Astronauts aboard the International Space Station celebrated the New Year in part by eating radishes, the first vegetables grown in space besides leafy greens.
The space radishes were grown from seeds over the past 27 days in the microgravity of orbit as part of NASA’s program to develop space agriculture.
The astronauts appreciated having fresh products on the orbiting space laboratory, where fresh produce delivery is very limited, Karl Hasenstein, lead researcher for the radish growing project, said Friday.
Astronaut Kate Rubins “commented that the radishes were just as tasty as what she’d grown in her garden,” said Hasenstein, who is a professor of biology at the University of Louisiana.
Rubins harvested the radishes Thursday, clipping off their leaves first to preserve some for scientific study after they return to Earth.
Rubins and astronaut Mike Hopkins “stated that eating something fresh was a most enjoyable experience,” Hasenstein said.
He said astronauts also harvested similar radishes in late November, but NASA prevented astronauts from eating them as the agency evaluated possible contamination that could occur with the small orbiting farm operation.
“The radishes grown on the space station are cleaner than anything you’d buy at the store,” Hasenstein said.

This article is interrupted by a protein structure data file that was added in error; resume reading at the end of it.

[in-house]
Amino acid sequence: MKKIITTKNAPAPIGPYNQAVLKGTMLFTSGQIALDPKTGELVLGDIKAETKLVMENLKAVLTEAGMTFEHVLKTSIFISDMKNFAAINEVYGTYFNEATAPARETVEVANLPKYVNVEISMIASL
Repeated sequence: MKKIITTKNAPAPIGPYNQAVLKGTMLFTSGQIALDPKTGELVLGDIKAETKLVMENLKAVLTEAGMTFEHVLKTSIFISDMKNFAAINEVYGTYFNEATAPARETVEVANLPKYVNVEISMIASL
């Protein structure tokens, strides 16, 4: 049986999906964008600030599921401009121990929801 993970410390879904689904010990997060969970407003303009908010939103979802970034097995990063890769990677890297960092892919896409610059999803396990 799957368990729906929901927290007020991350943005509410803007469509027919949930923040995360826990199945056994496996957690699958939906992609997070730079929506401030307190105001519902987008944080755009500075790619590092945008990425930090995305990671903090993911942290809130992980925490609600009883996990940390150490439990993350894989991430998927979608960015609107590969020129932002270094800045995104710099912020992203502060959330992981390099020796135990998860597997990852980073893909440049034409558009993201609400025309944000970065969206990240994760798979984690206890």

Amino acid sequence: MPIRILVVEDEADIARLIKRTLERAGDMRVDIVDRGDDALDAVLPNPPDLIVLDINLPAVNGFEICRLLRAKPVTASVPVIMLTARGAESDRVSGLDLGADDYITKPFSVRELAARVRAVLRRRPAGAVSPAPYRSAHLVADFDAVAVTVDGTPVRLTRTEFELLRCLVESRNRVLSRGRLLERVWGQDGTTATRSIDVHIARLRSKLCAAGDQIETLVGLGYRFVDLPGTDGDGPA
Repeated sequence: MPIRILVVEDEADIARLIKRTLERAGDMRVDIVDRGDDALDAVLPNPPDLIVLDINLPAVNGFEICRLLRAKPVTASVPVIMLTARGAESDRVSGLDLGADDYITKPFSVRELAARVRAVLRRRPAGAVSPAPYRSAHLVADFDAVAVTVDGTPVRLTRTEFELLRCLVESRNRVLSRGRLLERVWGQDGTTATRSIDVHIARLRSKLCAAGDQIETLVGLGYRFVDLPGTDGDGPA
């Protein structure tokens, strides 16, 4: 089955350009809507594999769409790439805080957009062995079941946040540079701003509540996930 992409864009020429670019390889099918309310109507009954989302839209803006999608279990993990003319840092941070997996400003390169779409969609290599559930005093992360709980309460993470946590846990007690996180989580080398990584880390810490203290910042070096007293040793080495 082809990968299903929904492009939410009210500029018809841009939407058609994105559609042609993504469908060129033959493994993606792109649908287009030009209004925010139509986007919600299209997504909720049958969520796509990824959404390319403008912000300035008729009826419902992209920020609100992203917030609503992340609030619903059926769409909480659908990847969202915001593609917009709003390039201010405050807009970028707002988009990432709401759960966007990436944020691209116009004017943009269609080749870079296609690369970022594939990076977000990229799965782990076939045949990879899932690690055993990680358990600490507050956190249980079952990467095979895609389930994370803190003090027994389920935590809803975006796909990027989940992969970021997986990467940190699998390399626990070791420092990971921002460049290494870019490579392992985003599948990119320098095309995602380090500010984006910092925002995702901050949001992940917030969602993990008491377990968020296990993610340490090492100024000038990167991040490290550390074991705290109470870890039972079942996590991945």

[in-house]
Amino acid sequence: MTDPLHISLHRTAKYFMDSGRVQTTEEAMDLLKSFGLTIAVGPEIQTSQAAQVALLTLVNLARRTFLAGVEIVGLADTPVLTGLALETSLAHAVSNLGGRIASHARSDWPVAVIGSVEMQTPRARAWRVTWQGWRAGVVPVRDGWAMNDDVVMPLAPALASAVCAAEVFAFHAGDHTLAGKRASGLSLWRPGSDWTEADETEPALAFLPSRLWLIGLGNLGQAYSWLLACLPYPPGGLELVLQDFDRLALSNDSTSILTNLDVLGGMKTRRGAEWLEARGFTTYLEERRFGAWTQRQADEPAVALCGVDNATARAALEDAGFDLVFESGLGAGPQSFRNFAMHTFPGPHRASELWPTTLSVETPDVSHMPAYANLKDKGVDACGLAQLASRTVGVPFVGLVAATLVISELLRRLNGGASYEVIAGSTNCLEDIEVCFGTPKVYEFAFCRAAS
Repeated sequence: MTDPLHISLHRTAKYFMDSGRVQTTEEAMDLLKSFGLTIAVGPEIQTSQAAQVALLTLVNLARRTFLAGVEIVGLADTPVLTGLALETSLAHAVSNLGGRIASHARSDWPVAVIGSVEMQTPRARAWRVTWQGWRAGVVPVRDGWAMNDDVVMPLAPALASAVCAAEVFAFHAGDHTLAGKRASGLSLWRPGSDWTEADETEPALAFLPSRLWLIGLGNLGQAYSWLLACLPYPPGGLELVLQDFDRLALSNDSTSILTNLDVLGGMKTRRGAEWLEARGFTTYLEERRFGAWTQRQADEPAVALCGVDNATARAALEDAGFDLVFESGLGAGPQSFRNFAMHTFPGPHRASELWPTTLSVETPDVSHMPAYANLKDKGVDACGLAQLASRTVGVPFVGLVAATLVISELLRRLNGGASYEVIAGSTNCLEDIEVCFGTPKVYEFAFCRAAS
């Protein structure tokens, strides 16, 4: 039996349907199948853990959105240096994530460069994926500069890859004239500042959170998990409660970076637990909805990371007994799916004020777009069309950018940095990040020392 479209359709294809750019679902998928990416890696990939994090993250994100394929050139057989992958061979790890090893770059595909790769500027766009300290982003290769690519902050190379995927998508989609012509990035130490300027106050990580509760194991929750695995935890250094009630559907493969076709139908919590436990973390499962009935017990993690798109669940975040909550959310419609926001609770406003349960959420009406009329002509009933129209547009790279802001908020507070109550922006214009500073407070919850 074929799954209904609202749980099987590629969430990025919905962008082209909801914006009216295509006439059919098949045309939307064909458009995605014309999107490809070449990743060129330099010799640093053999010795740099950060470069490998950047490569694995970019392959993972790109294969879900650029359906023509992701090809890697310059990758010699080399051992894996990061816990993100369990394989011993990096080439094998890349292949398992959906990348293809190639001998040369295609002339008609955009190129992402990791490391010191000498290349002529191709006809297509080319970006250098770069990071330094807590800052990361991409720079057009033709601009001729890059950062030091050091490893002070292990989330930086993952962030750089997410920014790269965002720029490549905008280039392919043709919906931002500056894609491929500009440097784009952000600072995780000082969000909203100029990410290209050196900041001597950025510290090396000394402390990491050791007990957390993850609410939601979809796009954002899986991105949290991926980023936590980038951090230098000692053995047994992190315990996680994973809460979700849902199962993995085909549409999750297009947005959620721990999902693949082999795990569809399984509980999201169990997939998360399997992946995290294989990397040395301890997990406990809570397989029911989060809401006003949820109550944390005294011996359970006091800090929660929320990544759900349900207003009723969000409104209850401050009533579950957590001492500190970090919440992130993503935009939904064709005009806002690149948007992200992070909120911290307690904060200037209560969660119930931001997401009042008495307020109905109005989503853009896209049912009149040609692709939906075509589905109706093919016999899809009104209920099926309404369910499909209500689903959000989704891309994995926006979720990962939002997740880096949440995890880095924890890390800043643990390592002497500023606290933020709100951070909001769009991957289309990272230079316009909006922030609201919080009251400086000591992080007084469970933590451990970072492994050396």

The space station has the largest crew in years living and performing scientific experiments on board — four U.S. astronauts, two Russian cosmonauts and a Japanese astronaut.
The five astronauts in orbit posted a short video on Twitter on Wednesday wishing those on Earth a happy new year. It showed Rubins lofting a blowup Earth ball into the air as the crew counted down.
“We hope this inspires you to celebrate in your own way. Three, two, one!” Rubins said.
It was only a coincidence that the New Year’s celebration coincided with the first consumption of radishes grown on board, said Dave Reed, director of Florida operations for Techshot, the Indiana-based company that makes the growing chamber for the vegetable.
“The radishes looked great. We harvested 19, and nine were offered to the crew to eat,” Reed said. “The other 10 radishes were frozen for return to Earth and for post-flight analysis.”
The radishes are grown in a bed of small clay balls, which retain moisture, and fertilizer, with artificial light. The growing chamber, or Advanced Plant Habitat, is a container about 20 inches in height, width and depth, Reed said. It’s part of NASA’s Plant Habitat-02 experiment.
What crops NASA will tackle for space farming next depends on how the radish evaluation turns out, Hasenstein said.
“We hope to get some of the frozen radishes back in March and compare them to radishes grown on Earth under the exact same conditions,” he said.